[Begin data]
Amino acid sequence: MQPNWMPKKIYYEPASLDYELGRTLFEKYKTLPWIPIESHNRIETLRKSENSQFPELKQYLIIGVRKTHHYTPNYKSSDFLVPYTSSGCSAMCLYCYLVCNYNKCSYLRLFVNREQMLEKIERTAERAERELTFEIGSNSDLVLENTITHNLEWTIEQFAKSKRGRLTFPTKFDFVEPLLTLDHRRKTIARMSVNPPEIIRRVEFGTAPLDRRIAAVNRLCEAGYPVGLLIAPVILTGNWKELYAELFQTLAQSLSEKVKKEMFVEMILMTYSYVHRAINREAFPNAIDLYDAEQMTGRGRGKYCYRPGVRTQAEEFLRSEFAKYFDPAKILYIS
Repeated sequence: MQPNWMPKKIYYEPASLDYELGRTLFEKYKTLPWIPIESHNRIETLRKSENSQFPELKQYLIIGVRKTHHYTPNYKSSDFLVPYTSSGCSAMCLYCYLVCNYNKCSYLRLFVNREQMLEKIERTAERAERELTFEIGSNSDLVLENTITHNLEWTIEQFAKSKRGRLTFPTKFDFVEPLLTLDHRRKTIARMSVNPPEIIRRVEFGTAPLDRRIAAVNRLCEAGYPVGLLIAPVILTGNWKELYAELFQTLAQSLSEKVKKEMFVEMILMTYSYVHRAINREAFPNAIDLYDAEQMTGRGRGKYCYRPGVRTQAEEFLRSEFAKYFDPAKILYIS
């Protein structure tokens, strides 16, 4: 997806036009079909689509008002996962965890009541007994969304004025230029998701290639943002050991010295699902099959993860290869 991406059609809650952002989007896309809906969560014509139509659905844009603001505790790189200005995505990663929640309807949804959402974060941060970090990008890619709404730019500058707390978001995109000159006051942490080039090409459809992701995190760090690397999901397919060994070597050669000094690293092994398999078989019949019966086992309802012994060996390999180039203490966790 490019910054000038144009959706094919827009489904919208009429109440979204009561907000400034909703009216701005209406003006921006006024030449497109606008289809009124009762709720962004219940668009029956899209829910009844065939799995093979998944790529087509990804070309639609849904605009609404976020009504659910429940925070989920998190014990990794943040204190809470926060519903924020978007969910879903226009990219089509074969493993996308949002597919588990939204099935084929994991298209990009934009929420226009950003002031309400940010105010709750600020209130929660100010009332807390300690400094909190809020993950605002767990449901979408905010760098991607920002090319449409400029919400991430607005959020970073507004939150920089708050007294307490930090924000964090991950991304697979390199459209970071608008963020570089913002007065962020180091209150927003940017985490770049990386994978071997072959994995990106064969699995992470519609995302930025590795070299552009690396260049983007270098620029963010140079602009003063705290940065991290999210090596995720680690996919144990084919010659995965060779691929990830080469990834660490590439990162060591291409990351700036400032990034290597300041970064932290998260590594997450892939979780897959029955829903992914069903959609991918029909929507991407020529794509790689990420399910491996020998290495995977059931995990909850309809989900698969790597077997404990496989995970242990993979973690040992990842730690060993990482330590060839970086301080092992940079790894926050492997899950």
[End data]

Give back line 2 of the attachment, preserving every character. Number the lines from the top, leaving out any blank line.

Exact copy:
Repeated sequence: MQPNWMPKKIYYEPASLDYELGRTLFEKYKTLPWIPIESHNRIETLRKSENSQFPELKQYLIIGVRKTHHYTPNYKSSDFLVPYTSSGCSAMCLYCYLVCNYNKCSYLRLFVNREQMLEKIERTAERAERELTFEIGSNSDLVLENTITHNLEWTIEQFAKSKRGRLTFPTKFDFVEPLLTLDHRRKTIARMSVNPPEIIRRVEFGTAPLDRRIAAVNRLCEAGYPVGLLIAPVILTGNWKELYAELFQTLAQSLSEKVKKEMFVEMILMTYSYVHRAINREAFPNAIDLYDAEQMTGRGRGKYCYRPGVRTQAEEFLRSEFAKYFDPAKILYIS